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She waited for the guests until they "have arrived" or "had arrived"

i feel like She waited for the guests until they have arrived is the correct answer

because the first action is her waiting for guests to arrive

and the second action is the arrival of guests

but my textbook says the correct answer is "had arrived"

correct me if i am wrong

thanks in advance

1 Answer 1

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Neither of the versions in the question is very idiomatic. It's not wrong in terms of have versus had, but comparing those exact two sentences is quite unusual.

Instead, I would compare these two:

1. ✘ She waited until the guests have arrived.
2. ✔ She waited until the guests had arrived.

Between those two, it's the combination of waited and had that sounds best, because both are in a similar past tense. The first is not outright wrong, but it's unnatural to the point that it would never normally be used.

You could also simply drop the helper verb altogether:

✔ She waited until the guests arrived.


On the other hand, the reverse is the case if the tense of waited is changed to the present:

3. ✔ She waits until the guests have arrived.
4. ✘ She waits until the guests had arrived.

Or, as before, you can drop the helper verb—but doing so would mean also tweaking the final verb:

✔ She waits until the guests arrive.


Finally, a variation can be used if for is really to be used instead of until:

✔ She waited for the guests to arrive.
✔ She waits for the guests to arrive.

The infinitive can be used in both sentences, since it, itself, doesn't have a tense.

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  • Bassford.What about She had waited until the guests arrived.The first action is waiting and the arrival of guests is the second action. Sep 30, 2019 at 4:14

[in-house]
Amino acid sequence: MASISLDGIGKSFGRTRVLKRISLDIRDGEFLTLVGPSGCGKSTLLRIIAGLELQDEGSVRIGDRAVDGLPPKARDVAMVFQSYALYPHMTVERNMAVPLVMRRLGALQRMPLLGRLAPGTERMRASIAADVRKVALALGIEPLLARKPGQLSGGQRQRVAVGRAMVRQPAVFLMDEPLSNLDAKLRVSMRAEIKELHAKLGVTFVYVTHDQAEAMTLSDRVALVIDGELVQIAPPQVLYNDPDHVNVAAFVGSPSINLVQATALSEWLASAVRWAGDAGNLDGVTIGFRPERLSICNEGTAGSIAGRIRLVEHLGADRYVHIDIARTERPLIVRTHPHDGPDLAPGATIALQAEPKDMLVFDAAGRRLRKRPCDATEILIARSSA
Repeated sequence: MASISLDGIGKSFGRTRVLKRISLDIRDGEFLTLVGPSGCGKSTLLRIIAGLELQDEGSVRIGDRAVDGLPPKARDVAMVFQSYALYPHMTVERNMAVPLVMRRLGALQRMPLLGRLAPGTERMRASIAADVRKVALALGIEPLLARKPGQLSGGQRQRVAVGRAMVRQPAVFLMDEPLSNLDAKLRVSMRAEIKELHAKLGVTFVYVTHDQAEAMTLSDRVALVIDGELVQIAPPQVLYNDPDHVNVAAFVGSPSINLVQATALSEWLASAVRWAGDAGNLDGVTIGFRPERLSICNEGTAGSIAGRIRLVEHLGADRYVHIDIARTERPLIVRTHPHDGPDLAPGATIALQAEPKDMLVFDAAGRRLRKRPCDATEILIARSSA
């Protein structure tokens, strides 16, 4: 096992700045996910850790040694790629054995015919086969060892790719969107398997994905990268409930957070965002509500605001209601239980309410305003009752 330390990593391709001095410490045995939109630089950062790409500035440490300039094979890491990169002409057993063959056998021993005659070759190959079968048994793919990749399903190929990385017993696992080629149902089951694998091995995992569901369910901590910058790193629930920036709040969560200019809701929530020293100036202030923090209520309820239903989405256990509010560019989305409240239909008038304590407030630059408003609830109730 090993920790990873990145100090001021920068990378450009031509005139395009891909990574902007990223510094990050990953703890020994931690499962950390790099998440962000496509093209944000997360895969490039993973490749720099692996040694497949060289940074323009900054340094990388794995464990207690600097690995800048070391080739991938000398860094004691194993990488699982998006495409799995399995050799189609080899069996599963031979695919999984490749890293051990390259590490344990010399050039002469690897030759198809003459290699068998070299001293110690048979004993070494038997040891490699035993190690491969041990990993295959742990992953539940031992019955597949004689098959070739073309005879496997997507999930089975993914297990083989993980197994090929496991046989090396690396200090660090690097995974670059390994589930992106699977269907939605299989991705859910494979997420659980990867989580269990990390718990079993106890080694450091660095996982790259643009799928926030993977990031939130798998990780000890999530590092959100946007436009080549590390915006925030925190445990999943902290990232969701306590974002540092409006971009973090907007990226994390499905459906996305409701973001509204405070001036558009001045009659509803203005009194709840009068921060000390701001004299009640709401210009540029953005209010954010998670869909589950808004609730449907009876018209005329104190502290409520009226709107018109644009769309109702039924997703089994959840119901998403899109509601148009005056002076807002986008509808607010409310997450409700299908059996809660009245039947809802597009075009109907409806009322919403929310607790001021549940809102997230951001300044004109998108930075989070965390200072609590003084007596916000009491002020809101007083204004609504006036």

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    @JVL That would work too—as would she has waited until the guests arrived, in the right context. But it's the tense of waited that's determining the tense that comes later. Sep 30, 2019 at 4:18
  • @JasonBassford i have same confusion as JVL , how are we able to use past perfect with the second action in "She waited until the guests had arrived." when past perfect is used to talk about an action that happened before another action in the past , in this case first action is is waiting and second one is arrival of guests.what do you mean by "it's the combination of waited and had that sounds best" ?
    – AmirWG
    Sep 30, 2019 at 12:52
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    @AmirWG Generally, although certainly not always, the tenses in a sentence should remain the same. When they are different (again, depending on the specific sentence), it can sound strange, if not even illogical. For instance, you would not normally say, I ate a meal that will be prepared next week. In this case, waited is past tense and have is present tense; the two do not work together idiomatically. It should be either waited and had (both past tense) or waits and have (both present tense). Sep 30, 2019 at 14:39
  • @JasonBassford i get it now , thanks a lot for your time.
    – AmirWG
    Sep 30, 2019 at 14:49

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